Archive for the ‘Jose Baez’ Category

A bankruptcy judge has ruled that Casey Anthony won’t have to pay most of her debts.  It is not clear exactly how much of the debt has been wiped clean, but Chuck Kilcoyne, a representative of the U.S. Bankruptcy Court in the Middle District of Florida, told HLN that the only debt not discharged includes the pending defamation proceedings.  Bankruptcy Judge May signed the order Tuesday.  Anthony’s bankruptcy has taken almost double the length of a normal bankruptcy case.

A date has not been set for the two defamation lawsuits, but the federal judge could hear them early next year.

In recent years bankruptcies have skyrocketed due to economic downturns.  Currently, the bankruptcy filings in the U.S. are more than double that of those in the Great Depression.  An average person carries about $59,000 in debt.  Most bankruptcy filers have recently suffered catastrophic financial issues.  19% of Americans between the ages of 18-24 declared bankruptcy in 2001, according to USA Today.  The fastest growing group of bankruptcy filers are those people who are 25 years of age or younger, according to the Senate Committee on Banking, Housing, and Urban Affairs.  Bankruptcies are often difficult despite their intended purpose of giving a “fresh start”, three-quarters of filers experience depression.

Casey Anthony owed nearly $800,000 in debts mostly as the result of her acquittal of capital charges in 2011.  Jose Baez, her lead defense attorney, was the largest creditor in the case with more than 60% of her debt.  According to a court document signed by May, the discharge does not dismiss the case yet.

“It does not determine how much money, if any, the trustee will pay to creditors,” the order said, “Most, but not all, types of debts are discharged if the debt existed on the date the bankruptcy case was filed.”

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As Casey Anthony’s bankruptcy proceedings enter their 10th month (she filed in January), she asked a judge Thursday to dismiss Roy Kronk and Zenaida Gonzalez’s claims in her bankruptcy case, saying they are without merit.  Both Zenaida Gonzaelz and Roy Kronk claim Anthony defamed them and they should be considered creditors in the bankruptcy case.  Anthony asked in the dual motions for the “fresh start” she is promised by law.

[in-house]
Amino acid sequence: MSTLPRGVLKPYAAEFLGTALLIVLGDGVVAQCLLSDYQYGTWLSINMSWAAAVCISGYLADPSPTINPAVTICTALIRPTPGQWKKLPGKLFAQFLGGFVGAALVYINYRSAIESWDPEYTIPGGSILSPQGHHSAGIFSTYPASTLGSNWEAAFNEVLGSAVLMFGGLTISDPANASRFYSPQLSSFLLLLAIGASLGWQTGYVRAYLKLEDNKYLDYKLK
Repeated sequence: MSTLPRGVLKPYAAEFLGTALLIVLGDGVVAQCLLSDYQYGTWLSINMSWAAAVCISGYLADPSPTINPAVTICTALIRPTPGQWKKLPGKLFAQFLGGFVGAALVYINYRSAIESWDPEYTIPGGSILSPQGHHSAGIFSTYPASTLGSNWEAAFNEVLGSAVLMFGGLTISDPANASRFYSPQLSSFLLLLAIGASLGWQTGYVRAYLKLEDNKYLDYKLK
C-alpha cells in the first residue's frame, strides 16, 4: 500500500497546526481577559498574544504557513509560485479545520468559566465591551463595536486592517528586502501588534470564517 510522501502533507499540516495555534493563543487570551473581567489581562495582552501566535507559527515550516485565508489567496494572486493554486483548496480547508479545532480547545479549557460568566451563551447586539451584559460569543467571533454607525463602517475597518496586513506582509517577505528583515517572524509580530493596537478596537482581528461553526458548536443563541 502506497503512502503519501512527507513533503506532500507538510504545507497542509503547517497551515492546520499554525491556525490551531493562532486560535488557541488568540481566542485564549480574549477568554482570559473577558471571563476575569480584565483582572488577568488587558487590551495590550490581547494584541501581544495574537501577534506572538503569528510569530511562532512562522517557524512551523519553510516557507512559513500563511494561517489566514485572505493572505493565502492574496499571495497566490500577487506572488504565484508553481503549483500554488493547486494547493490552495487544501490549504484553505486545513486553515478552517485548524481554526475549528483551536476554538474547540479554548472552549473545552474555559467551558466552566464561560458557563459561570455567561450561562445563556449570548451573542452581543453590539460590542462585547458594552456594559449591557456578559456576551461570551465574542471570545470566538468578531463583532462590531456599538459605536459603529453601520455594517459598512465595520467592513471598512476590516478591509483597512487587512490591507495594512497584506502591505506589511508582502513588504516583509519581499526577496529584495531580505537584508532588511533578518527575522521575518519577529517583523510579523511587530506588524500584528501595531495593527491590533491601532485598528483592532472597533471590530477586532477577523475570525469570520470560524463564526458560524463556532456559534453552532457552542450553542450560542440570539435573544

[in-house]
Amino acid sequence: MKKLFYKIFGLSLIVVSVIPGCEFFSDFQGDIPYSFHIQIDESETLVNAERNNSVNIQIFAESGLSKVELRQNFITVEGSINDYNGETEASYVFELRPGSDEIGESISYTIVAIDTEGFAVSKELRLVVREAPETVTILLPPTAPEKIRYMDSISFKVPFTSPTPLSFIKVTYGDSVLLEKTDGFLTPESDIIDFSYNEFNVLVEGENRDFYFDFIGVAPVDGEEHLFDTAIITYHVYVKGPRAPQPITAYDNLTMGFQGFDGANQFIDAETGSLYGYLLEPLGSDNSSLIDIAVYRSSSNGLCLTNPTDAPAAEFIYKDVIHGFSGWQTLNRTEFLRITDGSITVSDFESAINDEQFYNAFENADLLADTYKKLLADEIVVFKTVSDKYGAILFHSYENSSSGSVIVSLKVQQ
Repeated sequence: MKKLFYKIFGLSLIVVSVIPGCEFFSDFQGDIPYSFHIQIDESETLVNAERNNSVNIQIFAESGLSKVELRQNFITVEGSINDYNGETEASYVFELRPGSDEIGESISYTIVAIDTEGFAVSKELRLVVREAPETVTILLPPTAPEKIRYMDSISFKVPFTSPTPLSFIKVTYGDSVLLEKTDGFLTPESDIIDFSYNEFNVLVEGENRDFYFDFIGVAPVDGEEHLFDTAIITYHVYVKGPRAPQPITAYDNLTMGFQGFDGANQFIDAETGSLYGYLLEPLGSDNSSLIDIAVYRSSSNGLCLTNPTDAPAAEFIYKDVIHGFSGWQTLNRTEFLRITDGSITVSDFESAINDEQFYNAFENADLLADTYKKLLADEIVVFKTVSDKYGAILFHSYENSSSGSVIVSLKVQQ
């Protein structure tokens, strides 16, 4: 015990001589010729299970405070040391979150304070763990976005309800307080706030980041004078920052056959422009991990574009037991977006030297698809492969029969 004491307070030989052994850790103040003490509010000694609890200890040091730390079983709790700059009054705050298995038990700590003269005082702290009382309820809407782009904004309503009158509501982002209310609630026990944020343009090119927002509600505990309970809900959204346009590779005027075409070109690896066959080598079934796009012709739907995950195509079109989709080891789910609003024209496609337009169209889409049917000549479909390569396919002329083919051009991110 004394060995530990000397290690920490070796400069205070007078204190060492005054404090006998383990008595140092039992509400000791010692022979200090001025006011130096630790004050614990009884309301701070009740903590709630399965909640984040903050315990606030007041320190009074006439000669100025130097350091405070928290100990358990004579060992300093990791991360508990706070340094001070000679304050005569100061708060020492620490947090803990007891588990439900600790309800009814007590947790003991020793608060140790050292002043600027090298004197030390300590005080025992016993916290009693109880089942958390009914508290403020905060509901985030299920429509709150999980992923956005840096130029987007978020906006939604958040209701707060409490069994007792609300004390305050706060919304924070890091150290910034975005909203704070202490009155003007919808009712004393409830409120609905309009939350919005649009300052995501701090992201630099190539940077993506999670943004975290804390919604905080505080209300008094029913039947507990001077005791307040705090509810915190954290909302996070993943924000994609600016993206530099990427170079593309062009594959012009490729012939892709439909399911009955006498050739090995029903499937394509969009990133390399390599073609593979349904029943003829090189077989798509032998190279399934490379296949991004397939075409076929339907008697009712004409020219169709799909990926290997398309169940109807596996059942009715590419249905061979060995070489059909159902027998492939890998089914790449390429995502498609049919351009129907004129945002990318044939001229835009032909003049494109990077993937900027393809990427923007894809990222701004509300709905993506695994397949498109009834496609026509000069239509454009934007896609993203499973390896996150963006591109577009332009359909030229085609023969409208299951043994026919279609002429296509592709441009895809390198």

“This travesty has gone on long enough,” Anthony’s lawyers argue in both new motions, “Ms. Anthony implores the Court to end this matter so she can begin the fresh start she is promised by the law.”

Casey Anthony told detectives during a 2008 investigation that a woman named Zenaida Fernandez Gonzalez, her nanny for 2 years, kidnapped her 2-year-old daughter.  Gonzalez said she was defamed because of the similar name.  Investigators determined that there was no nanny and charged Anthony with murder.  Casey Anthony was eventually acquitted at trial of the most serious charges relating to her daughter’s disappearance and death.

Anthony’s lawyers write in their new motion that Gonzalez’s claim is based entirely on privileged conversations with law enforcement and out-of-context comments Anthony made to her mother.  Roy Kronk found Caylee Anthony’s remains near the Anthony home.  He claims he was defamed when Jose Baez made “false statements” about him.  Anthony’s attorneys argue that Kronk is suing based upon protected privileged comments made by Jose Baez.  Besides, under bankruptcy law, a person “cannot be liable for statements of someone else.”

“Over the years, many persons have pursued actions in which they sought to profit, one way or another, from Ms. Anthony’s ordeal,” her attorney, David Schrader, wrote in the motion, “All of the claimants have been rebuffed and turned away empty-handed, though most of them enjoyed their ‘fifteen minutes’ of fame while their claims were pending, which was the real objective.”

Charles Green, Anthony’s civil attorney and Debra Ferwerda, Anthony’s lead bankruptcy attorney, said their client never willfully or maliciously defamed Kronk, a meter reader, or Gonzalez, both are required for a defamation lawsuit.